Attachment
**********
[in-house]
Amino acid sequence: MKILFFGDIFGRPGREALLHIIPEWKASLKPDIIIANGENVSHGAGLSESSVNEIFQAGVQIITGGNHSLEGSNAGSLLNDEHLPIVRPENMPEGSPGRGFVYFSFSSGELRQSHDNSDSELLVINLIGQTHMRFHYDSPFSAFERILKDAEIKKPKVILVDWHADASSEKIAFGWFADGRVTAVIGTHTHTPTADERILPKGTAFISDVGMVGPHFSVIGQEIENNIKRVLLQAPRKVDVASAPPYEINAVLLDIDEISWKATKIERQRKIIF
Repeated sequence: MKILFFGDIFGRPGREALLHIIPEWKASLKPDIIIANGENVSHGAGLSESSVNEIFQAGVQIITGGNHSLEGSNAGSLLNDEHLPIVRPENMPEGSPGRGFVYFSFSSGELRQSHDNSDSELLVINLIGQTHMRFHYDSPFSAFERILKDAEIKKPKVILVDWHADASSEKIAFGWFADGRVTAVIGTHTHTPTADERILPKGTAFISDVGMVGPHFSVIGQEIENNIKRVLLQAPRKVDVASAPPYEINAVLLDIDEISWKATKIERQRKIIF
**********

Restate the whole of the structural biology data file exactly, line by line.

[in-house]
Amino acid sequence: MKILFFGDIFGRPGREALLHIIPEWKASLKPDIIIANGENVSHGAGLSESSVNEIFQAGVQIITGGNHSLEGSNAGSLLNDEHLPIVRPENMPEGSPGRGFVYFSFSSGELRQSHDNSDSELLVINLIGQTHMRFHYDSPFSAFERILKDAEIKKPKVILVDWHADASSEKIAFGWFADGRVTAVIGTHTHTPTADERILPKGTAFISDVGMVGPHFSVIGQEIENNIKRVLLQAPRKVDVASAPPYEINAVLLDIDEISWKATKIERQRKIIF
Repeated sequence: MKILFFGDIFGRPGREALLHIIPEWKASLKPDIIIANGENVSHGAGLSESSVNEIFQAGVQIITGGNHSLEGSNAGSLLNDEHLPIVRPENMPEGSPGRGFVYFSFSSGELRQSHDNSDSELLVINLIGQTHMRFHYDSPFSAFERILKDAEIKKPKVILVDWHADASSEKIAFGWFADGRVTAVIGTHTHTPTADERILPKGTAFISDVGMVGPHFSVIGQEIENNIKRVLLQAPRKVDVASAPPYEINAVLLDIDEISWKATKIERQRKIIF